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Databases are built to facilitate the storage, retrieval, modification, and deletion of data in conjunction with various data-processing operations. Much of database management focuses on reliability and ensuring smooth operations. At its best, the information is quickly accessible at any given time.
Ensuring that your database is reliably fast and highly available will require a great platform to build on. This is the first post in a series of articles where we’ll be discussing the aspects of hosting a database in the cloud, its management, some available database models, and their benefits. At the end of it all, we hope to help you in choosing the best solutions for your next database.
Many online services are moving to the cloud in search of reduced costs and maintenance, and so are database operators. However, deploying in the cloud is not about just uploading your data onto someone else’s server. The features offered by cloud hosting should not be an afterthought but rather the solid ground to be built upon. Having a good understanding of the benefits will allow you to take full advantage of the right platform.
Modern cloud infrastructure allows a wide range of options ranging from self-deployed servers to fully managed services. The wide variety of options is generally thanks to the cloud offering an abstraction from the physical hardware. The virtualisation layer provides new freedoms for choosing the server configuration and location which can be leveraged by many different service models.
One of the driving forces of the cloud is cost-effectiveness. Getting rid of the self-hosted physical infrastructure, you are left with simple monthly payments with no upfront costs. In fact, some providers might offer kick-back programs to cover the costs during migration to help you get started. Additionally, having the actual hardware developed and maintained by the provider reduces the burden on you. This, in turn, helps in cutting the unnecessary management work that too often just take time from more important tasks.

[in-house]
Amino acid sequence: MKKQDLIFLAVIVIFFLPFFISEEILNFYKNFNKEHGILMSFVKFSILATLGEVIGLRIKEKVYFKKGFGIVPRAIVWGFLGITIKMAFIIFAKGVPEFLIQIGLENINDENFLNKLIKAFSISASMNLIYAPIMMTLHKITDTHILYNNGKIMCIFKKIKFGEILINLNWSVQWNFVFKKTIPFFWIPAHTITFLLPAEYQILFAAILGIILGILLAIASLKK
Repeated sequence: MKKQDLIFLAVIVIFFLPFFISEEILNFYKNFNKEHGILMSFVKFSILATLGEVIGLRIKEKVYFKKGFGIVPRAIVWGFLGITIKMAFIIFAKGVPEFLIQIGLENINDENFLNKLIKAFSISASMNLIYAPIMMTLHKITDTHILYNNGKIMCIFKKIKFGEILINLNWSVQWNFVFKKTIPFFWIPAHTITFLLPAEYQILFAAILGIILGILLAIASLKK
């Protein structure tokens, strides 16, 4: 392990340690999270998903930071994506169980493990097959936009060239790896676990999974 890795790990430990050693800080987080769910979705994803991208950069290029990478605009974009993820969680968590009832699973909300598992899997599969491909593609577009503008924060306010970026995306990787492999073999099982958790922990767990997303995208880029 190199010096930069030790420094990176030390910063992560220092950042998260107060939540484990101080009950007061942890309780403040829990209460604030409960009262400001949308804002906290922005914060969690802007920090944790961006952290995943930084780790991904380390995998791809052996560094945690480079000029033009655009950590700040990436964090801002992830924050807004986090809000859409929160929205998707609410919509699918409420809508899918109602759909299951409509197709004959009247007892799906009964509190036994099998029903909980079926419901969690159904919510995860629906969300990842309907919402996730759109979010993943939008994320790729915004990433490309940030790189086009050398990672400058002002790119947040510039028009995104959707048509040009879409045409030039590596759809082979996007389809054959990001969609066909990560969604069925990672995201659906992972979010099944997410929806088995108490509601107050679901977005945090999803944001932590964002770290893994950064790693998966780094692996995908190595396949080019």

In the cloud, you don’t need to worry about the hardware. Let the experts take care of it.
Another major benefit of the cloud is its scalability to be able to handle growing workloads. In practice, this is accomplished by increasing the system resources to allow more queries to be processed in the same amount of time. The advantage is being able to adjust resources in reaction to changing workloads without disruption to the application or end user accessibility. Scaling can be done either vertically by increasing the resources to an existing system or horizontally by adding new servers to share the load. The best method for scaling depends on your database model and the infrastructure its built on.
Once your database is tuned to the demand, you should make sure it can continue to operate. Although highly scalable databases can cope with much, true reliability comes from redundancy. On UpCloud, every single possible point of failure has been eliminated with N+1 hardware redundancy throughout our entire infrastructure. In such an event that a component should fail, another will immediately take over the task. Data is guaranteed to be always accessible. We can offer a full 100% uptime service level agreement (SLA) with confidence.
In addition to the aforementioned features, cloud hosting can also provide capacity in many regions. Much of the data consumed online is stored in various kinds of databases across the world. Systems from small network storage caches to large data clusters share the aim to serve users as quickly as possible. However, users’ proximity to the data matters, and bridging the distance is best done through distribution. Because of a wide range of available locations, the cloud provides a great platform for building content delivery networks.
Cloud infrastructure offers many benefits for hosting databases such as reduced maintenance, improved resilience, and easier scalability. In the second posts to this series, we are looking into some of the different database service models. So stay tuned as there is more to come!
In this second post, in our series about hosting database in the cloud, we'll dive into the cloud-native databases.
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